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Airport duty free stores are bright spot in weak retail scene says GlobalData

Published
today Jun 26, 2017
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Travel retail, especially retail in airports, is a huge opportunity and “a bright spot in the retail world,” according to research firm GlobalData’s latest report, Global Airport Retailing 2016-2021.


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And while enhanced security in recent years has created major inconvenience for travellers, it is also delivering a captive audience” for both multibrand and monobrand retailers with airport stores, the company said.

GlobalData said spending in airports hit $38bn globally in 2016 and is set to grow by 27% to $49bn by 2021.

Maureen Hinton, Group Research Director at the firm, said: “Apart from the growing number of air travellers, increased security over recent years delivers a constantly changing captive audience for airside retailers, which claim 83% of all spending in airports. This audience has time to kill and, especially when on holiday, is in the mood to spend.”  

This has led to fast development and expansion of retail space at airports as what GlobalData calls “grateful retailers,” who may be seeing their customers forsaking high street stores for e-shopping and leisure experiences, “welcome the opportunity to get in front of willing customers again.”

While the traditional ‘duty free’ categories of alcohol and tobacco will take a large chunk of the spending that is the result of this, categories such as beauty and fashion accessories are also huge beneficiaries. And a wider selection of fashion product is now taking advantage of the spending upswing with Jack Wills, for instance, being only the latest retailer to announce a major travel retail store opening.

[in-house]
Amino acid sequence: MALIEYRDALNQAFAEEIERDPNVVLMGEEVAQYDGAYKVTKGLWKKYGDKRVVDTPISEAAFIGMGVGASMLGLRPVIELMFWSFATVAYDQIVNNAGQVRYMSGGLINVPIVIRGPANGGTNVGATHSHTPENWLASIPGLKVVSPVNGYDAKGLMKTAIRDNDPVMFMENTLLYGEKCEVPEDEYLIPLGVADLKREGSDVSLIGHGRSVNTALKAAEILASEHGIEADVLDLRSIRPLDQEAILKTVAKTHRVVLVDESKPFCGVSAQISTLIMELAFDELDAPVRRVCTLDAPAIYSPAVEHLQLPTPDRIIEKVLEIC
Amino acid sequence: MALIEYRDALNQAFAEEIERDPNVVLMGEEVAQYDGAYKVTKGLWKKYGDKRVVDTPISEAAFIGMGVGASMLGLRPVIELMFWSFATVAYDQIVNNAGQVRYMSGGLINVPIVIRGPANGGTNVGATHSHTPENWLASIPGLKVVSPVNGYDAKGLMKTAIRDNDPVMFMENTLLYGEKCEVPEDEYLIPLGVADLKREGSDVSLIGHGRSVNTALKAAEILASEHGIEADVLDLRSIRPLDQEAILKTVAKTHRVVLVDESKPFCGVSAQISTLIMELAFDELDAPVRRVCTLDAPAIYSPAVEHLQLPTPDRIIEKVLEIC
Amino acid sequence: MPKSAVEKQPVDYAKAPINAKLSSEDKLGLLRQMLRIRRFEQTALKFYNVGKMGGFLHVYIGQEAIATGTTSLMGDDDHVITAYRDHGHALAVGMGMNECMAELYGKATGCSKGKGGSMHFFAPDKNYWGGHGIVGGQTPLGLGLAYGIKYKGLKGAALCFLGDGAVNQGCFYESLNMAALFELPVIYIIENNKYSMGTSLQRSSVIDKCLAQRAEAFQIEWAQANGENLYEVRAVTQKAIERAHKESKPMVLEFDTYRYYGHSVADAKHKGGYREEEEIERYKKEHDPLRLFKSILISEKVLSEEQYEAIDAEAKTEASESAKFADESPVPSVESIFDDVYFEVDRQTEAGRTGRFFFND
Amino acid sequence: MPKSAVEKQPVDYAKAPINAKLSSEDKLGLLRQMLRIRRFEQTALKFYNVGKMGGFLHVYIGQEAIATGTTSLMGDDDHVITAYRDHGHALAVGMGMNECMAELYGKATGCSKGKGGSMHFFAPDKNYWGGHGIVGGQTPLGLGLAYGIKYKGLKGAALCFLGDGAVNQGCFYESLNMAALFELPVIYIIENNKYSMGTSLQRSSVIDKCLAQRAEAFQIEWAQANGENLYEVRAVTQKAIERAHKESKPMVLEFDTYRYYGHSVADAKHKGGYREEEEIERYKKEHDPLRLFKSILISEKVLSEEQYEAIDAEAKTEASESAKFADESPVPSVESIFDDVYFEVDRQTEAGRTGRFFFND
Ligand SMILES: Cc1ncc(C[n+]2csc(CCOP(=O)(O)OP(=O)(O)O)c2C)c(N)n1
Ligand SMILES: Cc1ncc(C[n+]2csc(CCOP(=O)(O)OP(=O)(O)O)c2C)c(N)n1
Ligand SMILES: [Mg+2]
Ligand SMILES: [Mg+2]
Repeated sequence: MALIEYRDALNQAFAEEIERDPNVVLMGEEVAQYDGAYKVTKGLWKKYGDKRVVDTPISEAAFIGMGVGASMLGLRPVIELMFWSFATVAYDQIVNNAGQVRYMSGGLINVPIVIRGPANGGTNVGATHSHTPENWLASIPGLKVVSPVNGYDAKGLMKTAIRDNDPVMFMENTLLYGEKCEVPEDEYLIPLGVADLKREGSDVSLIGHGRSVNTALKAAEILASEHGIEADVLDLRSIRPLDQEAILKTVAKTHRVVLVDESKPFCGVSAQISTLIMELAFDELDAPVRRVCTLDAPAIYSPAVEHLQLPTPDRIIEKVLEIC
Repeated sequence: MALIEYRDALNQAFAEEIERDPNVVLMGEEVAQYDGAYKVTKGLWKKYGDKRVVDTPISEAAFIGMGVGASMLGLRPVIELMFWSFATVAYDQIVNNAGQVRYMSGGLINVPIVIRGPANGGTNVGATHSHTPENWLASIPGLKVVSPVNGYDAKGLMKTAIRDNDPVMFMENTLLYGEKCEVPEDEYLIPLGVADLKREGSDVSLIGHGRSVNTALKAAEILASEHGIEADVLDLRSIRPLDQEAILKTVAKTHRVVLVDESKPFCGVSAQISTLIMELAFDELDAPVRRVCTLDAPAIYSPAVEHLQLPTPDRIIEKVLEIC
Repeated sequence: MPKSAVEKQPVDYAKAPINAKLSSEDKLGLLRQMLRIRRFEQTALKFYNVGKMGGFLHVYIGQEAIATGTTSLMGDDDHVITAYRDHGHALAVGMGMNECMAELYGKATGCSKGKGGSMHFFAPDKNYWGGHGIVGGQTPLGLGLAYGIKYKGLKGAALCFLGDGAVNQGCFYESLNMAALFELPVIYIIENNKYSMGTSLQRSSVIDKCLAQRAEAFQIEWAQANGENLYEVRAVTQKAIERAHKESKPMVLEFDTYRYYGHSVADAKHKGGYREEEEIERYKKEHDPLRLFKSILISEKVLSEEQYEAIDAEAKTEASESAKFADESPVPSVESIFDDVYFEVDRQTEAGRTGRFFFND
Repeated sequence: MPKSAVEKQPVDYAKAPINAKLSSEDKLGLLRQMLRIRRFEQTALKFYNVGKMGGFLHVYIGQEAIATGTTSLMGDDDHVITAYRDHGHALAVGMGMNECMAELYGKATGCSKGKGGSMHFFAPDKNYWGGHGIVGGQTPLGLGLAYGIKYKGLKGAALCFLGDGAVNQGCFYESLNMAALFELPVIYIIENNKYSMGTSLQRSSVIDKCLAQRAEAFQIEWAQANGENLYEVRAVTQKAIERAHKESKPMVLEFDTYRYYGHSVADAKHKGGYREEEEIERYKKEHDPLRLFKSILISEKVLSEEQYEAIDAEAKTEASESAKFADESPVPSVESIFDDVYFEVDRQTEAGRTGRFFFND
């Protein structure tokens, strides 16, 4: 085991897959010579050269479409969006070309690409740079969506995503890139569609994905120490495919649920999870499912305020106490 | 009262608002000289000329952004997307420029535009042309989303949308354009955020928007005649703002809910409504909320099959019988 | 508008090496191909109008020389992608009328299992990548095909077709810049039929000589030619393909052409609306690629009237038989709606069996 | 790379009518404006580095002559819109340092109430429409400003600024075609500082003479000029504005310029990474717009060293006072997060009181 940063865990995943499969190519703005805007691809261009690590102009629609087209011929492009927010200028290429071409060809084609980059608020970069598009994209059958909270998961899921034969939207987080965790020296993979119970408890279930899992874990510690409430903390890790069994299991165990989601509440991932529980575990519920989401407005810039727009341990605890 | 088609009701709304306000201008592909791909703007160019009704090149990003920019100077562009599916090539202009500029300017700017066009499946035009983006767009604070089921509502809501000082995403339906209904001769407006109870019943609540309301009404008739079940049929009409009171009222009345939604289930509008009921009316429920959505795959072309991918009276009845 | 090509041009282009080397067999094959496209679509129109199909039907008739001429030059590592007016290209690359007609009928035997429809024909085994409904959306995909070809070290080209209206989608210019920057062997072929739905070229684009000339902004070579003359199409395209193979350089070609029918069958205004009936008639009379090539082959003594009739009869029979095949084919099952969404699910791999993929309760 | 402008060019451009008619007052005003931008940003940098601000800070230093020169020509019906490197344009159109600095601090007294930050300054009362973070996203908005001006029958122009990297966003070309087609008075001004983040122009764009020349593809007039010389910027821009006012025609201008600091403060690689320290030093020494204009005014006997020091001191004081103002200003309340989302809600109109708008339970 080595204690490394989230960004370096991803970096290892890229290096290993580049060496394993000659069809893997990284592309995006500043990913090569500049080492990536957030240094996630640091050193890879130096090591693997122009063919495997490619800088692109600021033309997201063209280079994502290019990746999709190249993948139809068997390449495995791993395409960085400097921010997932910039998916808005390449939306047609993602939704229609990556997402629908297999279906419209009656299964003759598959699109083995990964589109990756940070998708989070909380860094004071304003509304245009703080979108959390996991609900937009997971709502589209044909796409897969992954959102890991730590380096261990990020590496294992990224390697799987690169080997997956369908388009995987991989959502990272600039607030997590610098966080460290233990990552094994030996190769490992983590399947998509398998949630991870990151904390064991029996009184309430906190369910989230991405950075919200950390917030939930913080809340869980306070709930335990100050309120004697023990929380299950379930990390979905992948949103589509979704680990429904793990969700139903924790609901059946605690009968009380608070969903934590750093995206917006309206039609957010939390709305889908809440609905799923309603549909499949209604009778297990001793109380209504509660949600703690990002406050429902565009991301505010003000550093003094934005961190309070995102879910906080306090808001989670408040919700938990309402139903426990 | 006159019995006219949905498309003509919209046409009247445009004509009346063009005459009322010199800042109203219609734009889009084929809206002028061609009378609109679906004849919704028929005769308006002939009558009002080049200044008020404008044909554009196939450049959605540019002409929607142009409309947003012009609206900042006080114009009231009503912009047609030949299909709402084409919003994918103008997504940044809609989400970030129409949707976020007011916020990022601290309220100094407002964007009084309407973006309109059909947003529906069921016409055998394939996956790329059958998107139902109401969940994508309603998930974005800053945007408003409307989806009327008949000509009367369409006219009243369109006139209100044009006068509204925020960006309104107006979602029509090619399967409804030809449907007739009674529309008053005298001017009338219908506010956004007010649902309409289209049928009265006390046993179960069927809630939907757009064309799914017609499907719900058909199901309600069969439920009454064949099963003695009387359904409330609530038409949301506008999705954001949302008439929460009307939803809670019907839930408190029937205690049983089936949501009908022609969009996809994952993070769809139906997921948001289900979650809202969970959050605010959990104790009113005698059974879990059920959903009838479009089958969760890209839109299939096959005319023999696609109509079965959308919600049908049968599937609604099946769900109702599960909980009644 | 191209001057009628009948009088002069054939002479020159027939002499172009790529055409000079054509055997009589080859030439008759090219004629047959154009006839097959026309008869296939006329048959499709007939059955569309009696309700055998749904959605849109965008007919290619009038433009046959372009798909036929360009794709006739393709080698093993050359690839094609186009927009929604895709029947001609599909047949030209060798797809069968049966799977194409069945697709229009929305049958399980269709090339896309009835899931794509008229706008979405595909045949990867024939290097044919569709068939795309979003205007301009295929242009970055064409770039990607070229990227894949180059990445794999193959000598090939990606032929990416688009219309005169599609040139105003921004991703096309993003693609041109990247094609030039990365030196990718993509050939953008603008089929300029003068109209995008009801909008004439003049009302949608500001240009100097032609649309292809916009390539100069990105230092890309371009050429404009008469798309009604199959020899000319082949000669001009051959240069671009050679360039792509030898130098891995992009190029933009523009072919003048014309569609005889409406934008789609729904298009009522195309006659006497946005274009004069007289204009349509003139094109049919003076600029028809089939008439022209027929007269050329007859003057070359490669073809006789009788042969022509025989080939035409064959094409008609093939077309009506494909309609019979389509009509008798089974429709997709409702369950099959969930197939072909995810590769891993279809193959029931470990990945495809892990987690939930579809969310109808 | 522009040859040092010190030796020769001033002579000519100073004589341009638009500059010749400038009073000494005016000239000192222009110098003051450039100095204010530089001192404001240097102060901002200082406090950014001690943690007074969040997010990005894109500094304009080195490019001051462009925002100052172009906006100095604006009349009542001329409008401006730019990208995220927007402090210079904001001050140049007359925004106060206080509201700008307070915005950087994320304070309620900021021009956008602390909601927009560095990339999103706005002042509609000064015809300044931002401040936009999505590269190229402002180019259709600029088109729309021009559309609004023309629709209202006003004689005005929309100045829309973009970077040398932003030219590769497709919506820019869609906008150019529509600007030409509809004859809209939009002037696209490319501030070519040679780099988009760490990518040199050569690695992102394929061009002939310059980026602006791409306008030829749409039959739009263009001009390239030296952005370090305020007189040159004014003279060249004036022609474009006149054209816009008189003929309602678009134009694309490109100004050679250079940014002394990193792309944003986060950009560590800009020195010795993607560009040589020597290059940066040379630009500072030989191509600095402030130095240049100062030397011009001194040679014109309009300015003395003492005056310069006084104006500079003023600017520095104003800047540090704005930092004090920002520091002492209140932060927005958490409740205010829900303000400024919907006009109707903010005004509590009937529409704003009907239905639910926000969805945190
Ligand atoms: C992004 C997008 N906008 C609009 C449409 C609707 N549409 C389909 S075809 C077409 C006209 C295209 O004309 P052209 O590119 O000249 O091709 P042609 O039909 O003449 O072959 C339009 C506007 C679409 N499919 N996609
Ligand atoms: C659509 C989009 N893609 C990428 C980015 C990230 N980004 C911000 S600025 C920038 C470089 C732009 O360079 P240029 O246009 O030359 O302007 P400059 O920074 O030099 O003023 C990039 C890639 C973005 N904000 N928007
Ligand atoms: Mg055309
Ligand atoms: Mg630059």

Hinton added: “Airports appreciate the extra revenue and are willing to invest in creating a more inviting space for travellers. For example, in Singapore’s Changi airport you can catch a movie, browse new art, play games, pamper yourself in a spa and entertain your kids – the airport equivalent of a modern shopping centre.”

Changi is actually a good example as Asia Pacific airports saw the most spending in 2016, taking $14.8bn through their tills. That’s no suprprise as Chinese travellers were a particular boon to this market, enthusiastically buying duty free luxury goods.

Europe, meanwhile, ranked second on spending, hitting $10.7bn in 2016. One well-publicised benefit of the UK’s Brexit vote was the increase in luxury tourists to the country, who were attracted by the low value of the pound.

Even the US, which GlobalData said has traditionally offered a poor shopping experience at airports, has been cashing in and developing new retail spaces and offers. However, that country has major challenges too as the increased airport store investment and innovation has coincided with President Trump’s attempts to curb immigration, which is making regular travellers think twice about visiting the country.

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